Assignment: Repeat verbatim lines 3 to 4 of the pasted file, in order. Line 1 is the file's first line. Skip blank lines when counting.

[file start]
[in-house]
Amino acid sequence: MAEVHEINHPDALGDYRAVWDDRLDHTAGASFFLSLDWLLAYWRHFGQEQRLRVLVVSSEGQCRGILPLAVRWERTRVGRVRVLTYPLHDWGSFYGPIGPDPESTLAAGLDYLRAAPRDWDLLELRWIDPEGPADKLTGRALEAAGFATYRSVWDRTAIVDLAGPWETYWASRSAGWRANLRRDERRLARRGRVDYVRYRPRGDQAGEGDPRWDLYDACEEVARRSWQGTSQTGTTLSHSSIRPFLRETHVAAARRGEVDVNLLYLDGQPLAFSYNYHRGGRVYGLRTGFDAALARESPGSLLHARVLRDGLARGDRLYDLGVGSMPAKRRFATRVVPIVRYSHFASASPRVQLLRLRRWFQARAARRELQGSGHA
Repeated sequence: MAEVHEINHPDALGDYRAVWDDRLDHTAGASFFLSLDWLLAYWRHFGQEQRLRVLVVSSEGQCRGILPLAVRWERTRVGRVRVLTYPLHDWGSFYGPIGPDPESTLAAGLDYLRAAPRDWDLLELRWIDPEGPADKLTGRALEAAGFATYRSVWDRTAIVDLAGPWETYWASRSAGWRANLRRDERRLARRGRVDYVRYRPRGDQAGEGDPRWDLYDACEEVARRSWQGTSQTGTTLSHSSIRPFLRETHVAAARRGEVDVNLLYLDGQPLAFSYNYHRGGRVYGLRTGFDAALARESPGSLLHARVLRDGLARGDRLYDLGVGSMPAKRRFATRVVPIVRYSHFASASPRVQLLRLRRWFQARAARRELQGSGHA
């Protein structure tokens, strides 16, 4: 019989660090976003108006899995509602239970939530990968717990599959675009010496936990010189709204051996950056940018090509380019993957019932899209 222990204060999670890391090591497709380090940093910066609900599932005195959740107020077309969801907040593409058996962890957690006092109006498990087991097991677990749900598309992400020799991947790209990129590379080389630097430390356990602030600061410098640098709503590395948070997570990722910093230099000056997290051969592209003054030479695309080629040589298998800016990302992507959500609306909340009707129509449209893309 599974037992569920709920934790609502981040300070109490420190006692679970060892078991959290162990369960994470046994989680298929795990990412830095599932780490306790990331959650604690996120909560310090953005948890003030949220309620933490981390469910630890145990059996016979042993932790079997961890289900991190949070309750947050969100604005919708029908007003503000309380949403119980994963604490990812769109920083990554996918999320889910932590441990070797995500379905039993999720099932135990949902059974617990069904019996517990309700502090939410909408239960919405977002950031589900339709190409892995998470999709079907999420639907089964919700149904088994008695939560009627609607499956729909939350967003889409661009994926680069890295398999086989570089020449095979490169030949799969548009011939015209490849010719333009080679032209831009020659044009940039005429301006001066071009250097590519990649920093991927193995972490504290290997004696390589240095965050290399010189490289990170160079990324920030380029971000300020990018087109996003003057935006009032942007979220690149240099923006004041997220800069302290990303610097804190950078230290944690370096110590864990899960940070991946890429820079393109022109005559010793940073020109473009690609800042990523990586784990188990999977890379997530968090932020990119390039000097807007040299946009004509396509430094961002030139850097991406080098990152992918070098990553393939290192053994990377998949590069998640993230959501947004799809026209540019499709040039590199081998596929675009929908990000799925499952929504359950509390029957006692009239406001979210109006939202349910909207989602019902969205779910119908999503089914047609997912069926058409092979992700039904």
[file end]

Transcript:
Repeated sequence: MAEVHEINHPDALGDYRAVWDDRLDHTAGASFFLSLDWLLAYWRHFGQEQRLRVLVVSSEGQCRGILPLAVRWERTRVGRVRVLTYPLHDWGSFYGPIGPDPESTLAAGLDYLRAAPRDWDLLELRWIDPEGPADKLTGRALEAAGFATYRSVWDRTAIVDLAGPWETYWASRSAGWRANLRRDERRLARRGRVDYVRYRPRGDQAGEGDPRWDLYDACEEVARRSWQGTSQTGTTLSHSSIRPFLRETHVAAARRGEVDVNLLYLDGQPLAFSYNYHRGGRVYGLRTGFDAALARESPGSLLHARVLRDGLARGDRLYDLGVGSMPAKRRFATRVVPIVRYSHFASASPRVQLLRLRRWFQARAARRELQGSGHA
């Protein structure tokens, strides 16, 4: 019989660090976003108006899995509602239970939530990968717990599959675009010496936990010189709204051996950056940018090509380019993957019932899209 222990204060999670890391090591497709380090940093910066609900599932005195959740107020077309969801907040593409058996962890957690006092109006498990087991097991677990749900598309992400020799991947790209990129590379080389630097430390356990602030600061410098640098709503590395948070997570990722910093230099000056997290051969592209003054030479695309080629040589298998800016990302992507959500609306909340009707129509449209893309 599974037992569920709920934790609502981040300070109490420190006692679970060892078991959290162990369960994470046994989680298929795990990412830095599932780490306790990331959650604690996120909560310090953005948890003030949220309620933490981390469910630890145990059996016979042993932790079997961890289900991190949070309750947050969100604005919708029908007003503000309380949403119980994963604490990812769109920083990554996918999320889910932590441990070797995500379905039993999720099932135990949902059974617990069904019996517990309700502090939410909408239960919405977002950031589900339709190409892995998470999709079907999420639907089964919700149904088994008695939560009627609607499956729909939350967003889409661009994926680069890295398999086989570089020449095979490169030949799969548009011939015209490849010719333009080679032209831009020659044009940039005429301006001066071009250097590519990649920093991927193995972490504290290997004696390589240095965050290399010189490289990170160079990324920030380029971000300020990018087109996003003057935006009032942007979220690149240099923006004041997220800069302290990303610097804190950078230290944690370096110590864990899960940070991946890429820079393109022109005559010793940073020109473009690609800042990523990586784990188990999977890379997530968090932020990119390039000097807007040299946009004509396509430094961002030139850097991406080098990152992918070098990553393939290192053994990377998949590069998640993230959501947004799809026209540019499709040039590199081998596929675009929908990000799925499952929504359950509390029957006692009239406001979210109006939202349910909207989602019902969205779910119908999503089914047609997912069926058409092979992700039904």